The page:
Summary and Analysis
Part III Chapter 16: Singing in the Clouds
After four weeks at sea, a shark leaps out of the water and tries to bite off Louie’s upper body. Louie fights off the shark attack, but other sharks keep coming. Mac finally saves Louie by whacking the sharks with an oar. Afterward, Louie devises a scheme for catching and killing sharks, then eating their livers for nourishment. Mac, however, continues to falter. After more than a month in the rafts, Mac dies and is buried at sea. On the 40th day, Louie inexplicably hears angelic singing and sees 21 human figures floating in a bright cloud above. Phil hears nothing. On July 13, 1943, the 46th day adrift on the ocean, Louie and Phil finally see an island.
The most unique aspect of Louie’s vision of “singing in the clouds” is the way in which Hillenbrand retells this sequence of events. Up to this point and later in the biography, Hillenbrand freely colors events with her opinions about them. For example, when she relates statistics about the war, moments in battle, problems with government bureaucracies, and the cruel taskmasters in the POW camps, she expresses her opinions in no uncertain terms.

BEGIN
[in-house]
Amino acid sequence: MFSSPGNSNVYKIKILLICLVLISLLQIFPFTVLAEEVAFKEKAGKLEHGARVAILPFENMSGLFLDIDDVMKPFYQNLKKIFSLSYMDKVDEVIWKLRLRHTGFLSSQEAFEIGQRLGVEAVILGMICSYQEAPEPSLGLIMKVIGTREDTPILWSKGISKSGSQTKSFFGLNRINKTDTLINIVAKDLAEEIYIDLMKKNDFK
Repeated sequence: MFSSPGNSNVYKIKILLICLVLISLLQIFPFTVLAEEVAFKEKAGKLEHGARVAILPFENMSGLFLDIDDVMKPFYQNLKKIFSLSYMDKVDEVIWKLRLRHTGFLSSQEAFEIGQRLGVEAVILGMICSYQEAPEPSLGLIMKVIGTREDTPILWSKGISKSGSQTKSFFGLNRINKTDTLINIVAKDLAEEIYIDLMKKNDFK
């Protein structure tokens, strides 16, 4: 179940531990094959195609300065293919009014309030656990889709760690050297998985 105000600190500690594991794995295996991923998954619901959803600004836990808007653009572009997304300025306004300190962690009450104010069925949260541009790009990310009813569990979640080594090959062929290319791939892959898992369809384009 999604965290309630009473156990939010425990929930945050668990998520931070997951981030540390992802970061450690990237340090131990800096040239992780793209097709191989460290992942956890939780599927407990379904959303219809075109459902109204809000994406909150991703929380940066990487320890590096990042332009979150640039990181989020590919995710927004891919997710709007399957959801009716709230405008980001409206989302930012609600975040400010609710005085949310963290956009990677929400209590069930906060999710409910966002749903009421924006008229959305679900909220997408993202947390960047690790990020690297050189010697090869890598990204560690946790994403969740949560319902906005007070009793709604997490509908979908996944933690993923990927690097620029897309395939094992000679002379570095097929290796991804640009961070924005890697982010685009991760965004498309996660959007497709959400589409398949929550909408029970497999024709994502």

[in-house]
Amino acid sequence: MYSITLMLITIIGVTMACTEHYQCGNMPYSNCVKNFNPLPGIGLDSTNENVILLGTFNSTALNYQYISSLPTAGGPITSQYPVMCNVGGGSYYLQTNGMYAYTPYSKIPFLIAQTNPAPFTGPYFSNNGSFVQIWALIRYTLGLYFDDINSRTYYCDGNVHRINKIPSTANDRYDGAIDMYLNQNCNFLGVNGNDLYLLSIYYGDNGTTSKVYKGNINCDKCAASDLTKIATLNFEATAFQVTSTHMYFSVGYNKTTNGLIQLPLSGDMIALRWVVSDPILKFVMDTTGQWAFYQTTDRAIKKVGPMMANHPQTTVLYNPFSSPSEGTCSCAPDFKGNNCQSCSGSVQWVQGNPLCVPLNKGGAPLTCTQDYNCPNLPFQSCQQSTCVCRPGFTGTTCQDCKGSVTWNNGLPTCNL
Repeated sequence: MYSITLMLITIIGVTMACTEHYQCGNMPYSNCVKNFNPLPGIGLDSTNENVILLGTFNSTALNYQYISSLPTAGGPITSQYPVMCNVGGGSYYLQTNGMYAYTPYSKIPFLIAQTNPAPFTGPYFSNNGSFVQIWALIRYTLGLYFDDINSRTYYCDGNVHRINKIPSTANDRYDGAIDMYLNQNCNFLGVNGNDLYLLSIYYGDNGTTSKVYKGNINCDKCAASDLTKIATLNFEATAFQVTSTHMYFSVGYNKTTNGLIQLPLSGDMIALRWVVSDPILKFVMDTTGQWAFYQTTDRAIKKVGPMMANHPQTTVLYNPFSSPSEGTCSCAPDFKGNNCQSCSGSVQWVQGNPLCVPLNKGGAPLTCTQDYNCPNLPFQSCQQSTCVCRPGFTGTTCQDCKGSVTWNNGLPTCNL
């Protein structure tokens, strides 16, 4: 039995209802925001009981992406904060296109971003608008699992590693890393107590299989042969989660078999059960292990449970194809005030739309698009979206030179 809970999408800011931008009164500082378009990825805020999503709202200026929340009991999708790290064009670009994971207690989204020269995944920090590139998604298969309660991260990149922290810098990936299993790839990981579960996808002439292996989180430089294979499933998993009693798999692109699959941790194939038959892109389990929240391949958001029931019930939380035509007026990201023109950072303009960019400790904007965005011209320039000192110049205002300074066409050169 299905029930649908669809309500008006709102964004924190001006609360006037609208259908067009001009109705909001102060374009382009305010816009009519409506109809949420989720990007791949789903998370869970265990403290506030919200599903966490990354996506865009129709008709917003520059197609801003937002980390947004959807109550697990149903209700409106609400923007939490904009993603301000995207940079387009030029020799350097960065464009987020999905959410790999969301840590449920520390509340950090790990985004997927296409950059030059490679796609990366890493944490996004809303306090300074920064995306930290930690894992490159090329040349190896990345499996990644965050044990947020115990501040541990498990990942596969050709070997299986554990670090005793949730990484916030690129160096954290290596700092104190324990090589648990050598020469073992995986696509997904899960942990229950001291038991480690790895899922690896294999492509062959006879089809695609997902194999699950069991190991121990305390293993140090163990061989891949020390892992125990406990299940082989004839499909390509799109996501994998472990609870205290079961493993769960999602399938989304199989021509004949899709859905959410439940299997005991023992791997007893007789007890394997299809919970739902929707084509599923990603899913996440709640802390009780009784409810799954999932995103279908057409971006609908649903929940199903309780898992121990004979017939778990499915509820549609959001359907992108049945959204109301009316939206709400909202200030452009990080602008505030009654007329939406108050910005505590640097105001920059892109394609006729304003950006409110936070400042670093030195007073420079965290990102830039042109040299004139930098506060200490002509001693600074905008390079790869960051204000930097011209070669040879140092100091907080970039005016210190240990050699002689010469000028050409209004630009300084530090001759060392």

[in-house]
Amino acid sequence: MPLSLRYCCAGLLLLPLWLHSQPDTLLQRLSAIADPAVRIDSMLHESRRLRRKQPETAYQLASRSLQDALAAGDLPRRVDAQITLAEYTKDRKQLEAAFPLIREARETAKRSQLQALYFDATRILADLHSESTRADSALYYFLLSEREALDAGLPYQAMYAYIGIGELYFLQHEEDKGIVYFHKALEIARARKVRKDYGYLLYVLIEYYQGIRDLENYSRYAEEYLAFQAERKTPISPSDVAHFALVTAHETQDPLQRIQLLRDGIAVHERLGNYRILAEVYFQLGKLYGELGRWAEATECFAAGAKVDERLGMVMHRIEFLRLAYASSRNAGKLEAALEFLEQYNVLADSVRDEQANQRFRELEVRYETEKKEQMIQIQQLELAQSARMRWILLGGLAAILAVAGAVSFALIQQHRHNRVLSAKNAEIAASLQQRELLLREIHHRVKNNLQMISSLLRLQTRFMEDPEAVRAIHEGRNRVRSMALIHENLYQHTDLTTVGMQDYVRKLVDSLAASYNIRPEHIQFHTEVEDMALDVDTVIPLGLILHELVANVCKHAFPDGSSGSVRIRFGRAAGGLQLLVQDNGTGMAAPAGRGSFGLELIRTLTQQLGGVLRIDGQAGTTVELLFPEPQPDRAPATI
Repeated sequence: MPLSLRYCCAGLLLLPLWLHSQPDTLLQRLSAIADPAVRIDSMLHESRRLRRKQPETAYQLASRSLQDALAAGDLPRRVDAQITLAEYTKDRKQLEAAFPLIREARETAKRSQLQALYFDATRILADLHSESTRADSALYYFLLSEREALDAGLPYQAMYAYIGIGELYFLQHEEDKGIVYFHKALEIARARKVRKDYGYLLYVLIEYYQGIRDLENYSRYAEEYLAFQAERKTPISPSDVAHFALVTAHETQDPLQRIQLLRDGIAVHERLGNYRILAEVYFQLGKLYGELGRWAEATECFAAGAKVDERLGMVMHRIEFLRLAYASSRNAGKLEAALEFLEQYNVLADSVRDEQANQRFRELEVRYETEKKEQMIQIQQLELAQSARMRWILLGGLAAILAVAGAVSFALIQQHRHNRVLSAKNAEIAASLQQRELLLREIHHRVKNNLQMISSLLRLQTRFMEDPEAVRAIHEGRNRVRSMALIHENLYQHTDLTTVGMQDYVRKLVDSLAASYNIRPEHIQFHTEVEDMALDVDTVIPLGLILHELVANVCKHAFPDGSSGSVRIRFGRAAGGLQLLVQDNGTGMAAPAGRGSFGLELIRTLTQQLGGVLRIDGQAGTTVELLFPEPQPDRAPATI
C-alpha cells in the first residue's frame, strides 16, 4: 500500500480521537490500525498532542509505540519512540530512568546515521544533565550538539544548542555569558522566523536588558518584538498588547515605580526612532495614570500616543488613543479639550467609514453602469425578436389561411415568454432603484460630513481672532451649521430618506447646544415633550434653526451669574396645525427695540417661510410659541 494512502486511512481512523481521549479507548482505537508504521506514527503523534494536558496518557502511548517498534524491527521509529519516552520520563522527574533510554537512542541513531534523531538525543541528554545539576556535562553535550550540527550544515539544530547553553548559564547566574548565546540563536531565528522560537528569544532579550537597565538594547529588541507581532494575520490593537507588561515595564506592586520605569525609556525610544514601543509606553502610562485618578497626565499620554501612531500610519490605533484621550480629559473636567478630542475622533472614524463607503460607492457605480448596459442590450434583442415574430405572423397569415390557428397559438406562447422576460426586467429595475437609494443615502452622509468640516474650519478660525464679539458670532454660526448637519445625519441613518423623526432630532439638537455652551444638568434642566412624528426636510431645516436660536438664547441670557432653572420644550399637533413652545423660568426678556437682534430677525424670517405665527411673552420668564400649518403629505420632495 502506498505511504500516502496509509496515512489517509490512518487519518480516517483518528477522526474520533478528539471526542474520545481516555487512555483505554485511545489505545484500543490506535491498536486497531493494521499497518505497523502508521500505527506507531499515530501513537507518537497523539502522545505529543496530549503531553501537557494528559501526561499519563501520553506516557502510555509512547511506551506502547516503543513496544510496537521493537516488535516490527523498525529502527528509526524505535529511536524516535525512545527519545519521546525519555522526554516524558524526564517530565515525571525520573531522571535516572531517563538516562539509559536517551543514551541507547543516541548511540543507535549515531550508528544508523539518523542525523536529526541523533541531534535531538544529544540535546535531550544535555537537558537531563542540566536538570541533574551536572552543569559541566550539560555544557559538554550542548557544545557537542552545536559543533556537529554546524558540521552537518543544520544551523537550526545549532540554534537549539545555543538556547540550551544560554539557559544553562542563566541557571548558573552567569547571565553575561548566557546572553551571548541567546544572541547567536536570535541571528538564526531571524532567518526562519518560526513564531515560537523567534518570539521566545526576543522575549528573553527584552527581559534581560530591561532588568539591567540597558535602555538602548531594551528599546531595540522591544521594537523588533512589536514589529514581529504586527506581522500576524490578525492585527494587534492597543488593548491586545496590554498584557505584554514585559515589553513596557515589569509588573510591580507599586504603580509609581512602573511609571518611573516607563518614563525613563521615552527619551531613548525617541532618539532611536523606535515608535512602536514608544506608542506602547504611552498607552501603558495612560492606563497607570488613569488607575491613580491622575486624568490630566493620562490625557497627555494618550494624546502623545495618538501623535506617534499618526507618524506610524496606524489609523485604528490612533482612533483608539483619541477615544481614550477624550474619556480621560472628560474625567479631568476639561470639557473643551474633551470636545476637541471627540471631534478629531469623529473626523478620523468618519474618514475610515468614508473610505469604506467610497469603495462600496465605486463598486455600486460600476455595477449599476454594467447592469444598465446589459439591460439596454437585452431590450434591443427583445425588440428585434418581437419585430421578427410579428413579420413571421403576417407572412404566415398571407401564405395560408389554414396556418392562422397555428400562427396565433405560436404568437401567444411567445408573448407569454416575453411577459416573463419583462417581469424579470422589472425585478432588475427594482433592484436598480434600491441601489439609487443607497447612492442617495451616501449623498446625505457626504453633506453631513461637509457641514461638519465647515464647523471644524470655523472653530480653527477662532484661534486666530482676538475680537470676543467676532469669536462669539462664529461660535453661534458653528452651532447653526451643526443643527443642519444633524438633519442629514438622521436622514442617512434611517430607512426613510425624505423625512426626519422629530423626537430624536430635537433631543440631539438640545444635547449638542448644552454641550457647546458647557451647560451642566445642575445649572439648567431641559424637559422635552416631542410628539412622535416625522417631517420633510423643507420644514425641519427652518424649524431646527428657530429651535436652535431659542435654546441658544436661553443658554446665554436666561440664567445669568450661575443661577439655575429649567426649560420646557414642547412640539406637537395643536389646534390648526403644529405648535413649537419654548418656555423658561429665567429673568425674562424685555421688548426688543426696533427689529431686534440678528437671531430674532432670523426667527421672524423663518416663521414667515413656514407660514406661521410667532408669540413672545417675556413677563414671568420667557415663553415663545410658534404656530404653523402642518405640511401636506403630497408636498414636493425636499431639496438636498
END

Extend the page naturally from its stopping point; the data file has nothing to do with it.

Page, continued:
Writing about Louie’s vision, though, Hillenbrand-as-the-biographer draws back, aloof. This whole sequence reads more like a recitation of data than the intimate storytelling style she’s displayed up to this point. Is Louie’s vision a hallucination brought on by deprivation? Is it an actual, angelic appearance sent to strengthen the castaways’ faith? Hillenbrand clearly doesn’t want to make a judgment one way or the other. This is an interesting departure for her, and effective, because it forces the reader to make the judgment that Hillenbrand won’t make.